Conversely, more than half of university research is funded by the federal government.In 2016, DoD accounted for nearly half of this federal funding, and the Navy accounted for approximately 30 percent of that.9 This funding dominance gives the Navy exceptional leverage; it can guide research programs toward naval applications and fund new projects to solve existing or future national security challenges. In return, the academic community has the opportunity to see the real-world impact of its work in the form of deployed systems.
A team of MIT aerospace graduate students saw that impact when their 2012 project on micro-UAV swarms was deployed by MIT Lincoln Laboratory (a federally funded R&D center, or FFRDC) and DoD’s Strategic Capabilities Office.10 By 2014, DoD had conducted initial launch experiments of the “Perdix” drones from an F-16, and follow-on experiments were featured on 60 Minutes. This rapid innovation process exemplifies high-speed lab-to-field transition, but perhaps more important, it illustrates how the Navy can foster positive relationships with young technologists. After all, what cooler outcome could graduate students imagine than having their project launched from a fighter jet on prime-time television?
Exposing researchers to the fleet’s diverse technical challenges early in their careers could help mend the cultural rift between DoD and the tech sector. This bridge is required for efficient deployment of future technologies by U.S. industry.
In short, although the traditional role of academia is to be the primary discoverer of transformative next-generation technologies, the Navy must seek to extend the enterprise’s reach into development and deployment.
Practical steps toward these goals can be found in each phase of innovation. On publication, state-of-the-art basic research is publicly available worldwide—the naval force that is able to quickly and accurately evaluate its war-fighting significance will be able to study, refine, and field the technology before its adversaries. The Navy must capitalize on the skills and knowledge of its technical cadre to provide this early assessment.
Subsequent collaborative development with researchers should be led by technical organizations—such as the national and service laboratories and FFRDCs—that are capable of transitioning ideas from prototypes to provable systems. The Army’s university-affiliated research centers, such as the Institute for Soldier Nano-technologies at MIT, assist this joint development by providing a physical connection between the defense community and academia. The Navy should emulate these organizations to connect operational experts with skilled innovators.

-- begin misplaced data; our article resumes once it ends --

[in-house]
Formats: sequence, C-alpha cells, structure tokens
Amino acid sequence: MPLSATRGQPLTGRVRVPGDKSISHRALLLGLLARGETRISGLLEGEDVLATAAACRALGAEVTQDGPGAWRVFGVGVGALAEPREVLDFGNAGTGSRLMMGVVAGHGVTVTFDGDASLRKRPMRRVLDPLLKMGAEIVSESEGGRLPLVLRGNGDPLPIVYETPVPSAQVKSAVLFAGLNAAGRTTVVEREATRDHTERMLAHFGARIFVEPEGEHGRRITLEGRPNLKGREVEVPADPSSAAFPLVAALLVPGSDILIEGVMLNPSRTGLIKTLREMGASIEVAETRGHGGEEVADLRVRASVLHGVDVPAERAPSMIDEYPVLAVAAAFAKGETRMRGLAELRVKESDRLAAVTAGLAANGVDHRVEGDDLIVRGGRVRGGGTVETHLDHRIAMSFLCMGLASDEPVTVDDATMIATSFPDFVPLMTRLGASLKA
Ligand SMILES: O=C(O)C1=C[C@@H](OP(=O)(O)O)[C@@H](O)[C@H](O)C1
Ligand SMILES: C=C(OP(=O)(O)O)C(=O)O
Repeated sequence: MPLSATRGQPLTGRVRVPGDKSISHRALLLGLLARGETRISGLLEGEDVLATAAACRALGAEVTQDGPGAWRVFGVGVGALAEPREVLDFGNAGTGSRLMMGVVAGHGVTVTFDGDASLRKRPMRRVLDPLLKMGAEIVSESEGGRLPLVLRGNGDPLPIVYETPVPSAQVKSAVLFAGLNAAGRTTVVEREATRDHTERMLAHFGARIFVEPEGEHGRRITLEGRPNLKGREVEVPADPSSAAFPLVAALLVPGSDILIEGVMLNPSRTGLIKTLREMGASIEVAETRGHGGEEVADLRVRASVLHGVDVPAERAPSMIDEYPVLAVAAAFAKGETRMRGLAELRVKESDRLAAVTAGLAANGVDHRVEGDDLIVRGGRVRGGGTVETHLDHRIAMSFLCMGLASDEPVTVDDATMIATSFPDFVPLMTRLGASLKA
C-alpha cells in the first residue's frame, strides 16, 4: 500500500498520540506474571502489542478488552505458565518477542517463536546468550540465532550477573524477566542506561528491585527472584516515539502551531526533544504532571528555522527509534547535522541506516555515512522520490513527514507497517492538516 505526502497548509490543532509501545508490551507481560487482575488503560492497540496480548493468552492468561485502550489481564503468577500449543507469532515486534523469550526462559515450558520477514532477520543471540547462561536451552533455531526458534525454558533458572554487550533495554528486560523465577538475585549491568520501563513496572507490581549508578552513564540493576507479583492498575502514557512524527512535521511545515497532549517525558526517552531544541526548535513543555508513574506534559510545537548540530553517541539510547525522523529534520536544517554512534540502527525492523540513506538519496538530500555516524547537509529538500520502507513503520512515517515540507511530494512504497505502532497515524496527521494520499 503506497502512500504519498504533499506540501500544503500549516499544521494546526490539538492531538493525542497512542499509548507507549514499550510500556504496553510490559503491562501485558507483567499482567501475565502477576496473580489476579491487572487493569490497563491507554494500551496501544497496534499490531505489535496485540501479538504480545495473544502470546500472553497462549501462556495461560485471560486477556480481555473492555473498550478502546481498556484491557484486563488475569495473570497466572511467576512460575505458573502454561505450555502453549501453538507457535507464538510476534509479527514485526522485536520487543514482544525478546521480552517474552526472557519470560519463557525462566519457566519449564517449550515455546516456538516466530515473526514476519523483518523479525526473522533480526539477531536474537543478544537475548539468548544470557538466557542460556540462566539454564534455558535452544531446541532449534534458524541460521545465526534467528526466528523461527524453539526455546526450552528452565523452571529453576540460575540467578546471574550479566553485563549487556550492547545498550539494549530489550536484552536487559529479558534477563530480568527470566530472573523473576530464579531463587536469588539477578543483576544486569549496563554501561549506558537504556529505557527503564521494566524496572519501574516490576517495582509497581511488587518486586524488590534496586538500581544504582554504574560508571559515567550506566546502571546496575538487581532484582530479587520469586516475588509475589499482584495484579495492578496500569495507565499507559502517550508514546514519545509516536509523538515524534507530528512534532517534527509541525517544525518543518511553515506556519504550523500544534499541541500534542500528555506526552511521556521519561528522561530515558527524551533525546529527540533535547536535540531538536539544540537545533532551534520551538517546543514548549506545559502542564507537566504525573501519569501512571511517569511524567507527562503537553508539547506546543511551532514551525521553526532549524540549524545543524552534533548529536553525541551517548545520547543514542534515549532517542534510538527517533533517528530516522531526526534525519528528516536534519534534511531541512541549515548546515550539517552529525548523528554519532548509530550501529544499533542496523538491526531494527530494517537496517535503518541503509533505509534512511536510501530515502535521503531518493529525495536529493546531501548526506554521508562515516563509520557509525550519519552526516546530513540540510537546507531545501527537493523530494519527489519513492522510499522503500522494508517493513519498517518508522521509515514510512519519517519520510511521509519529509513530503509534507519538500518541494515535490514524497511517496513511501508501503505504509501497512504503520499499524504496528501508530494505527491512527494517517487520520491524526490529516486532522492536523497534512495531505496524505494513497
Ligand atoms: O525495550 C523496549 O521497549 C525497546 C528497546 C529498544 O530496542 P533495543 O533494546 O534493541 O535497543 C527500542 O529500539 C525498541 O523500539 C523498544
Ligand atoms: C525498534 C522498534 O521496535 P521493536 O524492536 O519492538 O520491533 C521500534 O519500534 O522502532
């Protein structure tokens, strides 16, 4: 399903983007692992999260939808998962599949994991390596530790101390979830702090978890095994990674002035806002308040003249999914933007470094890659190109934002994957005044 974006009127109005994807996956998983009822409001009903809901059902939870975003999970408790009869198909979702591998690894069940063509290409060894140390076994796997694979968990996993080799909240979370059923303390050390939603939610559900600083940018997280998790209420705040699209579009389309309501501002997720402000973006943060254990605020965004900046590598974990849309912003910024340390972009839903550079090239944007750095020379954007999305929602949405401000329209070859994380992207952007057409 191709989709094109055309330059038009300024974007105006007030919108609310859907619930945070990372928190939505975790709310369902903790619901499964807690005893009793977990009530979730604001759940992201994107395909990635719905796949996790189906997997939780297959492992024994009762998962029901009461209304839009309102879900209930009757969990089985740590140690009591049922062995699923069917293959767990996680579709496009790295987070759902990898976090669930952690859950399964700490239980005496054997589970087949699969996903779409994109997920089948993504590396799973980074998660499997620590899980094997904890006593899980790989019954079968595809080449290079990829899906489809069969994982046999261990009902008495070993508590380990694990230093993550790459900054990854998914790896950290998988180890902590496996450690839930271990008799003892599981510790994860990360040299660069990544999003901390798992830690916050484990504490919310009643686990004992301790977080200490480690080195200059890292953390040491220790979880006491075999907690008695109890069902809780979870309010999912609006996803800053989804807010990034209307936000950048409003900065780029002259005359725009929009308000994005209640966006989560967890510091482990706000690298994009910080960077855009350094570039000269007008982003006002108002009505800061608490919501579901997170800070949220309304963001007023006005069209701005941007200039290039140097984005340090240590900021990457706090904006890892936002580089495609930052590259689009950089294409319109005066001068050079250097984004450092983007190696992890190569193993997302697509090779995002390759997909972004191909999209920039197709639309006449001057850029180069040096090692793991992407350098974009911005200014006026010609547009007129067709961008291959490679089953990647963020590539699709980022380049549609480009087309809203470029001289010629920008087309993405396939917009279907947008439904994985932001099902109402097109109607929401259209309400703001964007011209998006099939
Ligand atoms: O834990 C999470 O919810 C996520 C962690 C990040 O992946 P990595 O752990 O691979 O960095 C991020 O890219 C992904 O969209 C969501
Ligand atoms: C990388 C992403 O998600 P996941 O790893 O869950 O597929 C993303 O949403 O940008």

Certain R&D efforts, such as classified projects, will never be suitable for the open environment of academia; however, these limitations should not preclude the Navy from collaborating on unrestricted topics. Historically, this alliance has bolstered the service and offered unparalleled war-fighting capabilities.
Yet, recent high-profile demonstrations such as the QUESS experiment show the accelerating rate of innovation abroad. If the Navy’s innovation ecosystem relinquishes command of breakthrough technologies, how will it counter future QUESS-like scares?
1. Amit Katwala, “Why China’s Perfectly Placed to Be Quantum Computing’s Superpower,” Wired, 14 November 2018.
2. Austrian Academy of Sciences, “Austrian and Chinese Academies of Sciences Successfully Conducted First Inter-Continental Quantum Video Call,” 29 September 2017.
3. Ben Blanchard, “China Launches ‘Hack-Proof’ Communications Satellite,” Reuters, 15 August 2016.
4. Chao Wang, et al., “Femtosecond Laser Crosslinking of the Cornea for Non-invasive Vision Correction,” Nature Photonics 12 (May 2018): 416–22.
5. E. A. Stijn Goossens, “Broadband Image Sensor Array Based on Graphene–CMOS Integration,” Nature Photonics 11 (May 2017): 366–71.
6. Kostas Drakonakis, et al., “Please Forget Where I Was Last Summer: The Privacy Risks of Public Location (Meta)Data,” 26th Annual NDSS Symposium, 3 January 2019.
7. Daisuke Wakabayashi and Scott Shane, “Google Will Not Renew Pentagon Contract That Upset Employees,” New York Times, 1 June 2018.
8. Sam Brannen, “Bad Idea: Expecting the Private Sector to Drive Innovation in National Security,” CSIS, 20 November 2018.
9. “Historical Trends in Federal R&D,” American Association for the Advancement of Science, April 2018, and John F. Sargent Jr., “Defense Science and Technology Funding,” Congressional Research Service, 21 February 2018.
10. T. S. Tao, Design and Development of a High-Altitude, In-flight-deployable Micro-UAV, master’s thesis, MIT (2012), and “Perdix Fact Sheet,” Strategic Capabilities Office, 9 January 2017.